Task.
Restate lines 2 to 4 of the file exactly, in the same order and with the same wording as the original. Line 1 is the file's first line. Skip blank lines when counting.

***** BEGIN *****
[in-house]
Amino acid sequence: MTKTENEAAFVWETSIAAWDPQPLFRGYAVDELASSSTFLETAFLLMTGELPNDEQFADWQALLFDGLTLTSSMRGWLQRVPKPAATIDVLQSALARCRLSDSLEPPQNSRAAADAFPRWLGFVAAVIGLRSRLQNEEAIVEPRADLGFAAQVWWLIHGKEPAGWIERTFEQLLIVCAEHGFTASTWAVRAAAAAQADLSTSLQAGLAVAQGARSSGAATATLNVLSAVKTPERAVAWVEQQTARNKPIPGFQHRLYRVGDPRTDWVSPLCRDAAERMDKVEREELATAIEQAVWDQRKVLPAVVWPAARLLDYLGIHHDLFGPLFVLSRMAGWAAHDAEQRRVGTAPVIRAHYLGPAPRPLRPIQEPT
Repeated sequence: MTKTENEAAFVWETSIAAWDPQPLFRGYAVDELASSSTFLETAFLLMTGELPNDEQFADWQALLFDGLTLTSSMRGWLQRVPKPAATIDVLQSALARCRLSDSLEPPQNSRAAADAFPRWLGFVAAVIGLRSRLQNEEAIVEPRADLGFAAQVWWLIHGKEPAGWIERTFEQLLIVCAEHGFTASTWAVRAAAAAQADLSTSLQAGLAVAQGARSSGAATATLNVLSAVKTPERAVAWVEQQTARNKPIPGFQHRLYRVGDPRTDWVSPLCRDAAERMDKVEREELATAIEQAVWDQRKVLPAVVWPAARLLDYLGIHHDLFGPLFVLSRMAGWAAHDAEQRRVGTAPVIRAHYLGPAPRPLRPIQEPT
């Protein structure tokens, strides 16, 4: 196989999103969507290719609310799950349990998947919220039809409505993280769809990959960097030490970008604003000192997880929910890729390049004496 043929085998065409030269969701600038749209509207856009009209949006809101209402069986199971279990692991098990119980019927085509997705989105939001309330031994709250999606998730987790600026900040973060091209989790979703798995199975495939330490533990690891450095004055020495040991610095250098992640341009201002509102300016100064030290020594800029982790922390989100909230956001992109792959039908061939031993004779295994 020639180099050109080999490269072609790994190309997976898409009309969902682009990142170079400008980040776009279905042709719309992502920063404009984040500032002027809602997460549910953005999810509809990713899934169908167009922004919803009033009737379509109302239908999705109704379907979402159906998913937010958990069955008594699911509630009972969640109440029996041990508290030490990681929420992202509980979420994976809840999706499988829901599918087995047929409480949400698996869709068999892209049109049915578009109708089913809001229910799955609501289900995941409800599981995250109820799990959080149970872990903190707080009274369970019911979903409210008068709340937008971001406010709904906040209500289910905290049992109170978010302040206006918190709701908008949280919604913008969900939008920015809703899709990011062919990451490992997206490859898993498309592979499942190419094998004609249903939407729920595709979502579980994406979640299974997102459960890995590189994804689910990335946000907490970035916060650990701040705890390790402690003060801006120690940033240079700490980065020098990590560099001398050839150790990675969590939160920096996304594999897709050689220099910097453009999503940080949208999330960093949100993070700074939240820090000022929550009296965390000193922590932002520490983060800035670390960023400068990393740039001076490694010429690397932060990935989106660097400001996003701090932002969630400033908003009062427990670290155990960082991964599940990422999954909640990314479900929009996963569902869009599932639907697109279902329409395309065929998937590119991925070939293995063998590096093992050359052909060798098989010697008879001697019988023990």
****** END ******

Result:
Amino acid sequence: MTKTENEAAFVWETSIAAWDPQPLFRGYAVDELASSSTFLETAFLLMTGELPNDEQFADWQALLFDGLTLTSSMRGWLQRVPKPAATIDVLQSALARCRLSDSLEPPQNSRAAADAFPRWLGFVAAVIGLRSRLQNEEAIVEPRADLGFAAQVWWLIHGKEPAGWIERTFEQLLIVCAEHGFTASTWAVRAAAAAQADLSTSLQAGLAVAQGARSSGAATATLNVLSAVKTPERAVAWVEQQTARNKPIPGFQHRLYRVGDPRTDWVSPLCRDAAERMDKVEREELATAIEQAVWDQRKVLPAVVWPAARLLDYLGIHHDLFGPLFVLSRMAGWAAHDAEQRRVGTAPVIRAHYLGPAPRPLRPIQEPT
Repeated sequence: MTKTENEAAFVWETSIAAWDPQPLFRGYAVDELASSSTFLETAFLLMTGELPNDEQFADWQALLFDGLTLTSSMRGWLQRVPKPAATIDVLQSALARCRLSDSLEPPQNSRAAADAFPRWLGFVAAVIGLRSRLQNEEAIVEPRADLGFAAQVWWLIHGKEPAGWIERTFEQLLIVCAEHGFTASTWAVRAAAAAQADLSTSLQAGLAVAQGARSSGAATATLNVLSAVKTPERAVAWVEQQTARNKPIPGFQHRLYRVGDPRTDWVSPLCRDAAERMDKVEREELATAIEQAVWDQRKVLPAVVWPAARLLDYLGIHHDLFGPLFVLSRMAGWAAHDAEQRRVGTAPVIRAHYLGPAPRPLRPIQEPT
């Protein structure tokens, strides 16, 4: 196989999103969507290719609310799950349990998947919220039809409505993280769809990959960097030490970008604003000192997880929910890729390049004496 043929085998065409030269969701600038749209509207856009009209949006809101209402069986199971279990692991098990119980019927085509997705989105939001309330031994709250999606998730987790600026900040973060091209989790979703798995199975495939330490533990690891450095004055020495040991610095250098992640341009201002509102300016100064030290020594800029982790922390989100909230956001992109792959039908061939031993004779295994 020639180099050109080999490269072609790994190309997976898409009309969902682009990142170079400008980040776009279905042709719309992502920063404009984040500032002027809602997460549910953005999810509809990713899934169908167009922004919803009033009737379509109302239908999705109704379907979402159906998913937010958990069955008594699911509630009972969640109440029996041990508290030490990681929420992202509980979420994976809840999706499988829901599918087995047929409480949400698996869709068999892209049109049915578009109708089913809001229910799955609501289900995941409800599981995250109820799990959080149970872990903190707080009274369970019911979903409210008068709340937008971001406010709904906040209500289910905290049992109170978010302040206006918190709701908008949280919604913008969900939008920015809703899709990011062919990451490992997206490859898993498309592979499942190419094998004609249903939407729920595709979502579980994406979640299974997102459960890995590189994804689910990335946000907490970035916060650990701040705890390790402690003060801006120690940033240079700490980065020098990590560099001398050839150790990675969590939160920096996304594999897709050689220099910097453009999503940080949208999330960093949100993070700074939240820090000022929550009296965390000193922590932002520490983060800035670390960023400068990393740039001076490694010429690397932060990935989106660097400001996003701090932002969630400033908003009062427990670290155990960082991964599940990422999954909640990314479900929009996963569902869009599932639907697109279902329409395309065929998937590119991925070939293995063998590096093992050359052909060798098989010697008879001697019988023990």